What to Do If You or Your Child Gets the Flu 

 February 22, 2016

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The flu is affecting many parts of the United States. Widespread activity has been reported in Arizona, California, Connecticut, Iowa, Kentucky, Maryland, Massachusetts, New Mexico, New York, Pennsylvania, Texas, Vermont, and Puerto Rico.

This flu season, 13 children have died from the illness. The Centers for Disease Control and Prevention does not track the number of adults who die from the flu.

The most common flu strain this season is H1N1, which caused a pandemic in 2009. Vaccines have included H1N1 since 2010.

Most people with the flu do not need to go to the emergency room because they would probably just be sent home. It is common to have a fever as high as 103 degrees Fahrenheit caused by the flu. If you have the flu, you should get plenty of rest and take painkillers for muscle aches. In five to seven days, you should feel healthy again.

In some cases, seeking emergency medical treatment is warranted. If you are short of breath, you should go to the hospital. If you cannot keep fluids down because of nausea or are sweating excessively, you should seek medical attention to avoid becoming dehydrated. This season, 3.1 percent of people with the flu have seen a healthcare provider for treatment.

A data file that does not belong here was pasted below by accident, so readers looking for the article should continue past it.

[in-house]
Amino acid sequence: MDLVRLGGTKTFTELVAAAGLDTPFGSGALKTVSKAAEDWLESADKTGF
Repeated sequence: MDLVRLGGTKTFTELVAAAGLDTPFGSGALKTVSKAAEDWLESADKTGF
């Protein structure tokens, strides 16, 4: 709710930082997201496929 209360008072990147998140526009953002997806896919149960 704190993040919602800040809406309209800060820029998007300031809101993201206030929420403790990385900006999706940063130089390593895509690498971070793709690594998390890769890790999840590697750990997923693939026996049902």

If you get the flu, you can take antiviral medication such as Tamiflu or Relenza to reduce the length of your illness and the severity of your symptoms. These medications are most effective when taken within the first 48 hours of the illness. Antiviral treatment is mostly recommended for people at high risk for complications, such as young children, the elderly, and people with weakened immune systems.

Antiviral medications will not prevent the flu in healthy people. A flu shot can do that in many cases. It is not too late to get a flu shot if you have not gotten one already.

When a child gets the flu, it is usually enough to treat the symptoms and keep him or her as comfortable as possible. However, if your child has fast or labored breathing or has numb or blue fingers or toes, seek medical treatment. If your child cannot touch his or her chin to chest, that could be a sign of meningitis, a complication of the flu. If your child’s symptoms improve then return, it could be a sign of a secondary infection. You should also seek medical treatment if your child’s behavior is unusual.

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